US Economy Adds 943,000 Jobs, Most in Nearly a Year

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The pace of hiring stayed hot in July, with employers adding the most jobs in nearly a year and the unemployment rate falling to its lowest level of the pandemic era.

The U.S. economy added 943,000 jobs last month, more than most economists expected, seasonally adjusted government data released Friday showed. The monthly growth in July was the largest since 1.6 million people were added to payrolls last August, and continues a rapid pickup in the pace of hiring over the last three months. With more people finding jobs, the unemployment rate fell to 5.4%—the lowest since March 2020—from 5.9% in June.

Most of the gains once again were in leisure and hospitality jobs, with 380,000 people added to payrolls in July. It was the fourth straight month the industry has gained at least 300,000 jobs, as consumer demand for experiences outside the house swelled amid fewer pandemic restrictions. Local public schools added an additional 221,000 jobs to July’s total. Every industry, except retail and utilities, gained jobs last month.

The number of people on payrolls is now 5.7 million below where it was in February 2020, before lockdowns ordered by public health authorities caused the economy to shed 22.4 million jobs in a matter of months. After an initial burst of hiring last summer, the job market had mostly settled into gradual improvement this year, adding at least 200,000 jobs every month in 2021. July’s growth—coupled with an upward revision to June’s number—marks an acceleration in the pace of the recovery, with the job market on track to hit pre-pandemic levels next February at the current rate.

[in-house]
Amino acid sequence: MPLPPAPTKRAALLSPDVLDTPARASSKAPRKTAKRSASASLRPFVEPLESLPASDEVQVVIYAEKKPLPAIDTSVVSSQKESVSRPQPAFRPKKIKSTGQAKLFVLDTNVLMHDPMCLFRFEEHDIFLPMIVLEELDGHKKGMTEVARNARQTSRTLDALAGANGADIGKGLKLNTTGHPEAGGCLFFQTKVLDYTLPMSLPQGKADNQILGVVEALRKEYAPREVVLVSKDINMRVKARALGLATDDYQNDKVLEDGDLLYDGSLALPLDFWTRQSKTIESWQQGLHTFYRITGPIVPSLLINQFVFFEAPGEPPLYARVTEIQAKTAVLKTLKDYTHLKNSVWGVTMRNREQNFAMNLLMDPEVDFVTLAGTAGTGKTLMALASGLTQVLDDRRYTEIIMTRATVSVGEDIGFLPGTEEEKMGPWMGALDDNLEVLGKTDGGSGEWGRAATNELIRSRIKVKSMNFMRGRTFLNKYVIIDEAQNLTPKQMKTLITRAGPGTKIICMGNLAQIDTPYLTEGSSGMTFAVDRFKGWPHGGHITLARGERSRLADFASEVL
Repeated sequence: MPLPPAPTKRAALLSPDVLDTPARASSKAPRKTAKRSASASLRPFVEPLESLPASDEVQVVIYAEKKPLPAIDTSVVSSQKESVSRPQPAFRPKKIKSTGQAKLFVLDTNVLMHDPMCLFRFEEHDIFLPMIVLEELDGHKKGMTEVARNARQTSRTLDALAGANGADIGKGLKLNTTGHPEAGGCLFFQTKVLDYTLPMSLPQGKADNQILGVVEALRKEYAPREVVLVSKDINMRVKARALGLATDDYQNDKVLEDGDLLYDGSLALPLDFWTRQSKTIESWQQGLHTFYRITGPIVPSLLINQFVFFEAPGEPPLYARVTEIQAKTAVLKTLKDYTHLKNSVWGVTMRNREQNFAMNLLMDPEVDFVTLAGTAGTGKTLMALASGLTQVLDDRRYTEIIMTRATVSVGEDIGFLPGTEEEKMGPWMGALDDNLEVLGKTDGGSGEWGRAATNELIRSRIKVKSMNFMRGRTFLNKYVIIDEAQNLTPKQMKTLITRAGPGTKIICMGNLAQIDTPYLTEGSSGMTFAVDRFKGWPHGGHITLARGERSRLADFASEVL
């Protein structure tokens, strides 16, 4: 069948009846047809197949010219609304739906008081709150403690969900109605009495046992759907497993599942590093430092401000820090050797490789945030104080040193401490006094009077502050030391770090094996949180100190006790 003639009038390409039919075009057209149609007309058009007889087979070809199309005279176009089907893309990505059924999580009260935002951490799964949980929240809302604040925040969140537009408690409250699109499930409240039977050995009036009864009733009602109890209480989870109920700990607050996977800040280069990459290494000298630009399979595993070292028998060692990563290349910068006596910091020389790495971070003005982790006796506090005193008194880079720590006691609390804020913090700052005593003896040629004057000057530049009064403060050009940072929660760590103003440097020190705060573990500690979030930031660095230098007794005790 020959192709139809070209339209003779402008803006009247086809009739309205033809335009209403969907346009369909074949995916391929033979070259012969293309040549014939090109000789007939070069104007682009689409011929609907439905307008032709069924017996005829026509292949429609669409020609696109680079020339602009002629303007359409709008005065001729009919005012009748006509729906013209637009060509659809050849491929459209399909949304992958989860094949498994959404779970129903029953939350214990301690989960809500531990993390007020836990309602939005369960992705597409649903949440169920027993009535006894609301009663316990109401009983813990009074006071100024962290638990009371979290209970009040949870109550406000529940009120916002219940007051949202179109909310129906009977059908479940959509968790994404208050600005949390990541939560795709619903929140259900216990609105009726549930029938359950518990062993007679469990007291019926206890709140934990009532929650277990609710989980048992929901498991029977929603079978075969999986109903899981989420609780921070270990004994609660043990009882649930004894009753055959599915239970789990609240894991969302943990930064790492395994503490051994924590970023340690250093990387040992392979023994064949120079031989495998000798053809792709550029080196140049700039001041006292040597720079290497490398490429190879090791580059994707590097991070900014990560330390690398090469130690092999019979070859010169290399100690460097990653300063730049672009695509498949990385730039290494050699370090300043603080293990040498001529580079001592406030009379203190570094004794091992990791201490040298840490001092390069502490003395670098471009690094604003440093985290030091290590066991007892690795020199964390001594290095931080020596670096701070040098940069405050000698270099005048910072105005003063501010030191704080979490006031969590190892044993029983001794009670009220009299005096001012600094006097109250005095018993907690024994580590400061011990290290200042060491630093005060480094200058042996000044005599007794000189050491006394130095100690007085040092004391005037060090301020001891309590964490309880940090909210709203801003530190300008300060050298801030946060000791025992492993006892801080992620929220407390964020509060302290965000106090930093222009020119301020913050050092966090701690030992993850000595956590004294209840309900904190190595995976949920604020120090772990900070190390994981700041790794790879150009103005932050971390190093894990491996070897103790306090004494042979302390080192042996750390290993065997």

That progress, however, could be undone if the increase of virus cases from the delta variant winds up affecting the economy, economists said.

“While payroll gains accelerated in July as the labor market made steady progress toward a recovery, today’s report is a last look at the labor market before the impact of the delta variant is fully felt,” Glassdoor Senior Economist Daniel Zhao wrote in a commentary Friday.

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Article Sources

  1. Federal Reserve Economic Research. “All Employees, Total Non-Farm.”

  2. Federal Reserve Economic Research. “Unemployment Rate.”

  3. Bureau of Labor Statistics. “Employment Situation Summary Table B. Establishment data, seasonally adjusted.”

  4. Glassdoor Economic Analysis. “July Jobs Report: Labor Market Chugs Along as Delta Concerns Rise.”